Today I had an urgent visit from an established patient. She’s in her early 50s, and has a medical history of high blood pressure, anxiety and depression. Regarding her eye history, she had narrow angles, which means she is at risk of developing a type of glaucoma (angle closure glaucoma), and for that she had laser peripheral iridotomy (LPI) before. This procedure allows fluid to communicate in the front chamber of the eye, preventing closure of the drainage system of the eye (the angle) thereby preventing high eye pressure from happening which can cause glaucoma. 

She was very anxious because since she started a new antidepressant, desvenlafaxine (Pristiq), 3 months ago, she started feeling like there were rocks in her eyes, blurry vision, more migraine and her blood pressure went up. Desvenlafaxine is a serotonin-norepinephrine reuptake inhibitor (SNRI), and it may cause blurry vision and angle closure glaucoma. She was very much aware of her narrow angles and worried that it’s causing glaucoma in her eyes. On her psychiatrist and pharmacist’s recommendation, she stopped the medication 2 days ago, but was now suffering from serotonin withdrawal syndrome. Her psychiatrist prescribed prozac as a transition drug, but wanted to make sure her eye pressure was not elevated. She had the medication in her car, and if the test was normal she would go and have her first dose. If not, she would not be able to start this new medication.

Fortunately, eye exam showed that she had normal eye pressure, and that her LPI was still working and her angles were open. So she was cleared to go on with another antidepressant.

But her eyes were dry, and this explained her sensation of ‘rocks’ in her eyes. She did try refresh artificial tears and felt it immediately helped her symptoms. I advised her that she could actually use these artificial tears regularly, up to 4 times daily, as long as she’s feeling the dry eye symptoms.

All too often, antidepressants and other medications cause dry eye. It’s not only uncomfortable, in some cases, causing extreme eye irritation in patients, who are anxious and depressed to begin with; but it can also cause blurry vision because of disrupted tear film. Anyone taking antidepressant is at risk of developing dry eye, and may try some OTC remedies first, like artificial tears, before visiting their eye doctors. Glaucoma is a much more rare side effect, but anyone with a history of narrow angles or glaucoma suspicion should be very careful- it’s best if they visit eye doctors routinely while on certain antidepressants. In severe cases of recalcitrant dry eye and/or glaucoma, an alternative medication may need to be considered. 

I see fluid coming up in my eye

Another case by Juan Ding, OD PhD

A young gentleman in his 20s came in complaining of poor vision in his left eye which worsened for the past 2 weeks, particularly that it bothered him to see ‘fluid seeping up’ in his left eye vision happening a few times in the past two weeks. No it is not seeing fluid in his left eye in a mirror, it is seeing that with his left eye.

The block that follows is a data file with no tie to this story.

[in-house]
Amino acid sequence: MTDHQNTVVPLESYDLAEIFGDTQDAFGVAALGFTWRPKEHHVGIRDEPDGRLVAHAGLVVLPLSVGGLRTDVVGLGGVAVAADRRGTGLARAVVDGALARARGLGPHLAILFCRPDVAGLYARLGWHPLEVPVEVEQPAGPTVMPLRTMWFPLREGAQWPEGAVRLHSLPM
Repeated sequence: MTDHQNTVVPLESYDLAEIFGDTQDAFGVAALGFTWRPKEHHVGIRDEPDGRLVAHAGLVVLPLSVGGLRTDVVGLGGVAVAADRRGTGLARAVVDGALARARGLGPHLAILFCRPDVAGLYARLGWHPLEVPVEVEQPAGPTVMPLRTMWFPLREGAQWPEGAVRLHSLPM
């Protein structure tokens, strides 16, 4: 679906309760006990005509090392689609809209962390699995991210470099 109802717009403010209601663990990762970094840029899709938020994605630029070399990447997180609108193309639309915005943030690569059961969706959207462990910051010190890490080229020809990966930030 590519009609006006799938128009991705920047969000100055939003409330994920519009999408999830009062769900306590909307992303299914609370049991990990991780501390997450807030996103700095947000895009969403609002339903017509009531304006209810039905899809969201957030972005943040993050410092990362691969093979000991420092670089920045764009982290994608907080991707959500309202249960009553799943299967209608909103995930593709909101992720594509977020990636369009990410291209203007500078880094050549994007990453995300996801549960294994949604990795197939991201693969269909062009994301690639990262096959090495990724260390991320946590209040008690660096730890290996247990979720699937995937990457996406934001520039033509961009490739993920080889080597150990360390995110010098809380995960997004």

He grew up in a middle east country, had congenital cataract and cataract surgery both eyes. When he was a young kid, he unfortunately had an injury to his left eye that made him completely blind in that eye. He wears a prosthetic shell in the right eye. After removing the shell, it is obvious that this eye has gone – it is withered (phthisis bulbi), with a white membrane (pannus) over the entire cornea. Importantly, there is no sign of infection in this eye, and it does not hurt.

The left eye had only hand motion vision, meaning he can see hand moving in front of his eye but no details. This eye also shows back and forth shaking (nystagmus), which sometimes happens with poor vision from a very early age. Eye pressure is 10, which is normal. There are a lot of cells (4+) in the anterior chamber, which means very severe inflammation. The pupil is irregular and completely stuck to the artificial lens behind (posterior synechiae). The dilation drops could not dilate the pupil at all, so I was not able to see anything behind. Additionally, there appears to be a white membrane on the artificial lens, further blocking any view to the back. Unfortunately in my small eye clinic we do not have B scan to check if there is any retinal detachment.

Further questioning did not yield much more useful information. The patient was aware that he did not see well out of the left eye, but he did not know why, and could not produce any previous medical record.

Given the finding, I prescribed steroid drops for inflammation, and atropine, a strong dilating drop to break the sticky pupil. I made an appointment for him to see our uveitis specialist in 2 weeks, hopefully the pupil will be dilated then for her to see.

The patient walked in to see another eye doctor of our department 6 days later, complaining that his sx did not improve with the drops. In this visit, his eye pressure went up to 29, which was attributed to steroid response. He was given timolol to lower eye pressure

One day later he walked in again, complaining seeing everything white with the dilating drops. His eye pressure in the left eye now became 5. This time the access doctor happened to be the uveitis specialist. She found still the same amount of inflammation that I saw, and found funnel retinal detachment (this is retina detached almost entirely except for the optic nerve head position, causing a funnel shape on ultrasound, as shown below) on B scan. She increased steroid dosage and referred him to our retinal surgeon.